Turing's papers were often like that, because Turing was often like that. When they were designing the first physical computers at Bletchley Park during WWII, what passed for storage in those days was a setup called 'delay line memory'. Basically, you recorded information by passing it into a long tube of liquid as a series of pressure pulses, and it was effectively stored for however long it took the pulses to travel down the length of the tube, at which point you could pick them up at the output and use them or feed them back to the beginning if you wanted to keep them longer. There was some discussion about what liquid would be best to use in these, and Turing's suggestion -- which was both hilarious and perfectly workable as a answer -- was to use gin, on the grounds that it was cheap, they could get it anywhere, and nobody could possibly guess from a purchase order for booze what they hell kind of top secret things they were doing in there. The brass were less amused and went with mercury, but I still think this is one of the funniest correct engineering solutions I've run into.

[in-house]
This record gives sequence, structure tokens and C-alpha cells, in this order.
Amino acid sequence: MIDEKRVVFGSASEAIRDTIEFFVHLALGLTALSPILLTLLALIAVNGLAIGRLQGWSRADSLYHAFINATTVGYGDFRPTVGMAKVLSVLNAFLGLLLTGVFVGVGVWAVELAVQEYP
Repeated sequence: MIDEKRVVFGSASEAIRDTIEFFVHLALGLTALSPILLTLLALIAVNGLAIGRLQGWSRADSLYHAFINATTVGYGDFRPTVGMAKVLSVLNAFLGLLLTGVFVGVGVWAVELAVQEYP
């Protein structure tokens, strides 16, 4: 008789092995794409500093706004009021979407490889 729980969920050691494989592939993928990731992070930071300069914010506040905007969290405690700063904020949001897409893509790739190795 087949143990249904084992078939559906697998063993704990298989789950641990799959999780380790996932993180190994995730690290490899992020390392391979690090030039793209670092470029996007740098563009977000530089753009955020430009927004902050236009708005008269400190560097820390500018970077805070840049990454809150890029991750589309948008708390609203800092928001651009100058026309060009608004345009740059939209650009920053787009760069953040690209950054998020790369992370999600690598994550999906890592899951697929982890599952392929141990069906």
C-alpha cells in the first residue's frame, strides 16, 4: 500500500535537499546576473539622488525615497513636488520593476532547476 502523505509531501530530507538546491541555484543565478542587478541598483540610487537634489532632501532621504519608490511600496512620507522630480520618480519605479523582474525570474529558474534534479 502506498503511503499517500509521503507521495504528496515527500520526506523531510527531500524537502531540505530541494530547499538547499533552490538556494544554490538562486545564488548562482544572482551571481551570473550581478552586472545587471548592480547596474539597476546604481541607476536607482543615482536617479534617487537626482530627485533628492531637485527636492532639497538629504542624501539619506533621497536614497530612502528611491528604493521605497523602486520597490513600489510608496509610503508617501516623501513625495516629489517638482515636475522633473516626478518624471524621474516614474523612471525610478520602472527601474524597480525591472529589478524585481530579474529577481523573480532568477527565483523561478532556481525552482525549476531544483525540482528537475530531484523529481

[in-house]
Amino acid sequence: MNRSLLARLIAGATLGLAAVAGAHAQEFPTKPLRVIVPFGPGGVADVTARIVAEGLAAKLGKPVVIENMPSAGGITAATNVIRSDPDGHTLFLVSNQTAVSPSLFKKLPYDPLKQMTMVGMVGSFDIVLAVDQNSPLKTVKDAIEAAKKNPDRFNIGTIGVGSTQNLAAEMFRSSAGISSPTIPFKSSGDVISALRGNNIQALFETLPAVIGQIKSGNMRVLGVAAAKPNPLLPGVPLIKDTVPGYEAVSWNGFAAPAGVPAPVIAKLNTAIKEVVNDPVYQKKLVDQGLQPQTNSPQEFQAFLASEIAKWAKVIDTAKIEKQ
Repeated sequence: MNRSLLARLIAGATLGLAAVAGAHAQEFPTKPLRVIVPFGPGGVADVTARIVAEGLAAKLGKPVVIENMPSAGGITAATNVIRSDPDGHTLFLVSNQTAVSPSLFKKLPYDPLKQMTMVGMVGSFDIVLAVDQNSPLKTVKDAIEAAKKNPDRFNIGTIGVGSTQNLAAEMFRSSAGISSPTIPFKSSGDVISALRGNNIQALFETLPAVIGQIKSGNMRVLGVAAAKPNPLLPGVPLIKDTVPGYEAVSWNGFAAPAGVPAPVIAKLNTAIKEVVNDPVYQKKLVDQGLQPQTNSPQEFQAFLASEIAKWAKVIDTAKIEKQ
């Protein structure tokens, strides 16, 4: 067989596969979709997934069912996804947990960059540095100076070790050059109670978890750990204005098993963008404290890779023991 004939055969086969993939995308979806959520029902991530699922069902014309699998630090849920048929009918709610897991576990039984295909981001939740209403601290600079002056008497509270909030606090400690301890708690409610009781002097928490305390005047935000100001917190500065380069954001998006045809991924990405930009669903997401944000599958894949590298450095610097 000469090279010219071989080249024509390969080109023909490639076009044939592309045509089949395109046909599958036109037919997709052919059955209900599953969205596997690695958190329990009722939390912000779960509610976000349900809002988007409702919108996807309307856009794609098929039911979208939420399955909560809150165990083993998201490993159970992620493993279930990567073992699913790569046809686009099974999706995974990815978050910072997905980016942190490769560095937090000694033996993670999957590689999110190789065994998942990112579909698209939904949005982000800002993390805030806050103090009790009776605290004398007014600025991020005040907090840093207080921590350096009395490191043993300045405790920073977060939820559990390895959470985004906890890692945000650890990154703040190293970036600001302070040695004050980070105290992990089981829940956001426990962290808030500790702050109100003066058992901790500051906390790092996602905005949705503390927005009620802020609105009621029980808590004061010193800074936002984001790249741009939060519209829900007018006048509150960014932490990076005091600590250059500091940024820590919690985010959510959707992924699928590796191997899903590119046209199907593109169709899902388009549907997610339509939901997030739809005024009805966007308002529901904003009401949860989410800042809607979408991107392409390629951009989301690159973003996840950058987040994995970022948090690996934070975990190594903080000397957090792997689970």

Turing was a Cambridge alumnus and somewhat whimsical, and the military ran afoul of this more than once. He was frequently allowed to get away with it, inasmuch as he was Alan Turing and they needed him. He decided, at one point, that he needed to learn how to shoot. (I suppose he was bored -- he'd already figured out most of knitting on his own, although another Bletchley mathematician, a lady named Joan Clark, had to show him how to finish off the fingers on gloves.) He figured the easiest way to do this would be to sign up for the reserves, only when he'd finished qualifying with a firearm, he simply stopped turning up for duty. The CO hied himself to the bosses at Bletchley to complain about this, whereupon the Bletchley people sighed and pointed out that on their enlistment forms, there was a small blank next to a statement that said something like, "I have read this whole thing and I agree to abide by it forevermore." Everyone else in history had done what normal people understand the form is really asking for, and written YES on this blank; Turing, being not only a logician, but a logician who had no intention of actually being indentured to the British Army, had quite sensibly written NO. The Bletchley people advised the reserves officer that it was really in his best interest to just let the matter drop.